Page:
Ben Lamm had founded and sold five companies by the time he teamed up with Harvard geneticist George Church to create the Boston- and Austin-based bioscience startup Colossal. He'd amassed plenty of experience raising funding from venture-capital investors over the years. But this time, it was different.
Colossal Bioscience was founded to take some of Church's innovative technology and scientific process out of the university research lab and speed it up with the investment. The true goal driving the company though, Lamm tells Inc.'s What I Know podcast, was a moonshot: to bring back the woolly mammoth from extinction. The synthetic biology and wealth of innovations involved in the effort have many other useful applications, from mitigating climate change to protecting endangered species to human healthcare.
What Colossal was lacking was a business model. Luckily, that wasn't a problem when pitching investors, Lamm explains: "In the seed round, the business plan was, 'Hey, George and I are going to build a synthetic biology company that's going to bring back mammoths and help create thoughtful, disruptive conservation technologies. And we think we can do some stuff for humans.' That was the pitch." Lamm and Church had approached investors secretly, aiming to raise an $8 million round of seed funding. They ended up raising more than $16 million.
Colossal has since gone on to raise more than $75 million. While Lamm can laugh that the business model still isn't crystal clear yet, he says the company is working on several disruptive technologies that could have massive implications for not just conservation, but human health, fetal development, and even entertainment value.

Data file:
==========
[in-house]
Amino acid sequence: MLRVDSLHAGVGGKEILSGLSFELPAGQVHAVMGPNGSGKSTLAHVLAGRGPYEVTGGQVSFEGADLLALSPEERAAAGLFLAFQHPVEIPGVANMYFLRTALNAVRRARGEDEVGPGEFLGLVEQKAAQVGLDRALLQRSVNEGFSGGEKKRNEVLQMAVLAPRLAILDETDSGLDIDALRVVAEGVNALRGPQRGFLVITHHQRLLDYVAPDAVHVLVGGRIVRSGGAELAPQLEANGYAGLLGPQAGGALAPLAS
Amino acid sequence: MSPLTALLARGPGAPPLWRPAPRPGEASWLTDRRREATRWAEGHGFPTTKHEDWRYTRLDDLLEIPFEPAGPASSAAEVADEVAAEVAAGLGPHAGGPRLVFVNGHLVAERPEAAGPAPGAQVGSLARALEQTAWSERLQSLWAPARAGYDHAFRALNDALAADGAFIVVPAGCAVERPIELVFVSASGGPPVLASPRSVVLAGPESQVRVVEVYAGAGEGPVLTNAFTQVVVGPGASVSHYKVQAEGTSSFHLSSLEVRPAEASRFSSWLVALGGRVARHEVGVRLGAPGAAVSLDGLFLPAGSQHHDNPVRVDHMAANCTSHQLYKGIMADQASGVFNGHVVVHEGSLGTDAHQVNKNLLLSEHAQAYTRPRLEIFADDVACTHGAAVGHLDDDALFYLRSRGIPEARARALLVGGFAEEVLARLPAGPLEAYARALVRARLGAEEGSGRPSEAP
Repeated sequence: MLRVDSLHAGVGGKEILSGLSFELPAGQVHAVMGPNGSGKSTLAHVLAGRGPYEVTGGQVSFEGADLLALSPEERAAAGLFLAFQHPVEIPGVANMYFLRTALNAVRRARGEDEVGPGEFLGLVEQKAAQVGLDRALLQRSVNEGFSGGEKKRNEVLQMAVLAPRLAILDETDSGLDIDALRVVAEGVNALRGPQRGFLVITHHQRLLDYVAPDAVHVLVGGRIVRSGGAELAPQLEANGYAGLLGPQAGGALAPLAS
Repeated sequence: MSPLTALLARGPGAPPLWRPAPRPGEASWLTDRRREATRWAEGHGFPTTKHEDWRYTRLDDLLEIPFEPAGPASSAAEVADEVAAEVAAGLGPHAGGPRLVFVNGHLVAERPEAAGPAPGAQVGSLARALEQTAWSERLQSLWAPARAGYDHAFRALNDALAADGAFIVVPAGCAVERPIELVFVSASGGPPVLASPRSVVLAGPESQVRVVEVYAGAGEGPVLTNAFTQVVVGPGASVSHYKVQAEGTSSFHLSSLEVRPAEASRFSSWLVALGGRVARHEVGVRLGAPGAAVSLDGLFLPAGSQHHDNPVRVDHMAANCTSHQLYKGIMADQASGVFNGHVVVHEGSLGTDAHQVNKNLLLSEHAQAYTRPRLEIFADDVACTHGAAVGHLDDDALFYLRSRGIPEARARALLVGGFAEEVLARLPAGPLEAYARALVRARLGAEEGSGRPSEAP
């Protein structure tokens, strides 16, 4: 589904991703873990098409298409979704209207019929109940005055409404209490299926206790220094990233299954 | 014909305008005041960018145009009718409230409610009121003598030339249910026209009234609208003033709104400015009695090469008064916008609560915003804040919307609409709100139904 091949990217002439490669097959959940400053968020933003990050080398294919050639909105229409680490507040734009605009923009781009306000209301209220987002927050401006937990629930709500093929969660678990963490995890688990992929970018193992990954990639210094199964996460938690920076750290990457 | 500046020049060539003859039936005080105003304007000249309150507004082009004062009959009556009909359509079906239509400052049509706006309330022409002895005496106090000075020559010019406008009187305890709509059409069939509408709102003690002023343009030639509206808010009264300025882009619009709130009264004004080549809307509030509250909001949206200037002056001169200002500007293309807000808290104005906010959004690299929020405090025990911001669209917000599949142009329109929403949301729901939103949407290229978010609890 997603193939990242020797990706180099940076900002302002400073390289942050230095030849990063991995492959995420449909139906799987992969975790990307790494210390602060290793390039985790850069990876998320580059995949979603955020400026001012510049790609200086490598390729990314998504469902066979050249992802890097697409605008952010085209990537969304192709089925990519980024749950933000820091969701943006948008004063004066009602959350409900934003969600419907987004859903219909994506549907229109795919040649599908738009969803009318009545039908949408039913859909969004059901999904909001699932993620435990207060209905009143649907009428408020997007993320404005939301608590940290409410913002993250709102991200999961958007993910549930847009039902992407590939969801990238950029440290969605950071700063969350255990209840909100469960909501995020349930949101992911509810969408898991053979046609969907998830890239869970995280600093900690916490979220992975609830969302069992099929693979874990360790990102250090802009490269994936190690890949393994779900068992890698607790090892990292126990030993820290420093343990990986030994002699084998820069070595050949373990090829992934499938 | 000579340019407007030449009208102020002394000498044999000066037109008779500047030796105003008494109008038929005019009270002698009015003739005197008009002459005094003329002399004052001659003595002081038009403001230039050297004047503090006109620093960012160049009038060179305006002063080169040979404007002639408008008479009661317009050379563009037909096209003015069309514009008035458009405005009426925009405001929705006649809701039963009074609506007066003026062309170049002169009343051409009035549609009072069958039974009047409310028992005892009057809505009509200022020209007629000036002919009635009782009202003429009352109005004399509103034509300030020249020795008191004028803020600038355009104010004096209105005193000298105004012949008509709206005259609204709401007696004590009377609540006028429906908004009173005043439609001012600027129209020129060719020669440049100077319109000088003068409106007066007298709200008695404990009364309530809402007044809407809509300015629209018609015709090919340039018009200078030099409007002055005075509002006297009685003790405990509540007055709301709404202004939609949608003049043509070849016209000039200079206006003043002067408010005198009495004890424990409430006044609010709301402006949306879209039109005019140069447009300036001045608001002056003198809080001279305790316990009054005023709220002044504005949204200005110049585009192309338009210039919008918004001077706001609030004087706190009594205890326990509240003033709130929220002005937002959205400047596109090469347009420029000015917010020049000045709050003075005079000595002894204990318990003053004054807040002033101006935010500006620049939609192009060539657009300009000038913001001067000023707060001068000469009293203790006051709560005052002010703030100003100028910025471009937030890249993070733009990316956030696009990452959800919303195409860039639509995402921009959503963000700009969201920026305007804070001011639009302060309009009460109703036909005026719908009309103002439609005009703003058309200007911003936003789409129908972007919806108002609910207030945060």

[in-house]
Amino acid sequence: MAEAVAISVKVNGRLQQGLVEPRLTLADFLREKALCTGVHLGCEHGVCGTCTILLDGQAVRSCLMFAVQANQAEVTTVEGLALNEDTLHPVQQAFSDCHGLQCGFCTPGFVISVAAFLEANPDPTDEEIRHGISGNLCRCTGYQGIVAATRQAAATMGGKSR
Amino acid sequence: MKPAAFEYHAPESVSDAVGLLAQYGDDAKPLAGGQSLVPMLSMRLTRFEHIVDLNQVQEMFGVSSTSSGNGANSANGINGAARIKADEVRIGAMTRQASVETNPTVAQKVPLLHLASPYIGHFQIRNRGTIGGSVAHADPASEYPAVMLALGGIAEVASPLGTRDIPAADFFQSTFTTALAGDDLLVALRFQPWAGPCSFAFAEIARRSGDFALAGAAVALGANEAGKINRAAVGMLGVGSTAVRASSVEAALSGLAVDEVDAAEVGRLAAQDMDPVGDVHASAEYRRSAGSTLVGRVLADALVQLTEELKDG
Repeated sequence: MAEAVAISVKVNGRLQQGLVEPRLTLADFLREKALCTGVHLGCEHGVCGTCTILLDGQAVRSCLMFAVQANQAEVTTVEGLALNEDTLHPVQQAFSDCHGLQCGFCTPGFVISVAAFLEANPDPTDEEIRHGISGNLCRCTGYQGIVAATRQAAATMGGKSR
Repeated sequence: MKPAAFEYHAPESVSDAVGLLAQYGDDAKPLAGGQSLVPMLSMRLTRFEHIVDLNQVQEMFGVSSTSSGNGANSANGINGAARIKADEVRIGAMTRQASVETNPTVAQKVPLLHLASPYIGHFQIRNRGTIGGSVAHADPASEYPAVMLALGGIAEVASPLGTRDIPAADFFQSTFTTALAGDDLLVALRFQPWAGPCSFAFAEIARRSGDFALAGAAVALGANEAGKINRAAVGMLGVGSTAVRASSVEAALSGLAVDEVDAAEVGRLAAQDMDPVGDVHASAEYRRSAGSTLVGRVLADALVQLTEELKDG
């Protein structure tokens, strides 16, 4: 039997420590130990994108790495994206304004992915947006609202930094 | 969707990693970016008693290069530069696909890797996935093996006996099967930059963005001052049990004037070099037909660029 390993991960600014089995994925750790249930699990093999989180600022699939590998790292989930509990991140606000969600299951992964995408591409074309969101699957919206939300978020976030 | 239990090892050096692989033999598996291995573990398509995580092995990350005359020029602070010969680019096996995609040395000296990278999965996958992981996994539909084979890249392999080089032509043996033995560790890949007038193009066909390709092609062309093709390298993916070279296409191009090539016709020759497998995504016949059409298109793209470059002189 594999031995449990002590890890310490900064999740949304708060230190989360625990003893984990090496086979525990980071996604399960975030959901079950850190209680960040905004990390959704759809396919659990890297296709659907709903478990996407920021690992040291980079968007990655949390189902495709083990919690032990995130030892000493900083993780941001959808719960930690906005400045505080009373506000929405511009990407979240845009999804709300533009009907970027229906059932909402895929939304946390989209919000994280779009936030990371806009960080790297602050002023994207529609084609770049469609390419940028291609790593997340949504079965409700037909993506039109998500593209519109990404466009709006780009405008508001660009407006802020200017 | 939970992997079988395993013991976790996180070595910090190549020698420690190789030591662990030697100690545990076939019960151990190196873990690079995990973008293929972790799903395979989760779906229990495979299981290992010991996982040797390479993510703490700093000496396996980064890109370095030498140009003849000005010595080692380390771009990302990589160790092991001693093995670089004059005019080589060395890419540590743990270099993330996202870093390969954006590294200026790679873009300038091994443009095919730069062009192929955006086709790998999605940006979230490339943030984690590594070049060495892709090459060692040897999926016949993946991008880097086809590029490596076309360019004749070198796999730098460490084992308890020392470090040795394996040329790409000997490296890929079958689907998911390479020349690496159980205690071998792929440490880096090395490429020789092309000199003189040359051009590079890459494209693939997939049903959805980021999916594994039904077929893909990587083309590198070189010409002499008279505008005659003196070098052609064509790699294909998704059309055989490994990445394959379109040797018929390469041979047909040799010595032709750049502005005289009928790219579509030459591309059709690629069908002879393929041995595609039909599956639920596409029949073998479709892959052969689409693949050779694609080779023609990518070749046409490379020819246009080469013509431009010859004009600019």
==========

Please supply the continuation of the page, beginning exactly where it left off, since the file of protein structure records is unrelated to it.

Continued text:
Entertainment value? Lamm says he expects when, in four to six years, his company has created a living woolly-mammoth-like creature, there will be a "consumer experience" arm to his company. While the Colossal's goal for the mammoth de-extinction project is arctic re-wilding, Lamm says the team wants the first calves to be available for humanity to see. Educational content, such as books, television shows, and games could follow.
In part because re-creating a species is controversial, Colossal is operating with radical transparency to the public. "We've been very vocal about it because we want everyone from the general public to government officials to Indigenous people groups to be involved in what we're doing," Lamm says. He's also radically open to criticism: "You learn more from people that are questioning you. So we welcome that. That dialogue, we don't run from it, we run towards it. It really helps us shape how we do things better."
That approach is related to a philosophy he holds dear, one that has helped drive him to start company after company. " I think anything worth doing is pretty hard, so it doesn't really deter me."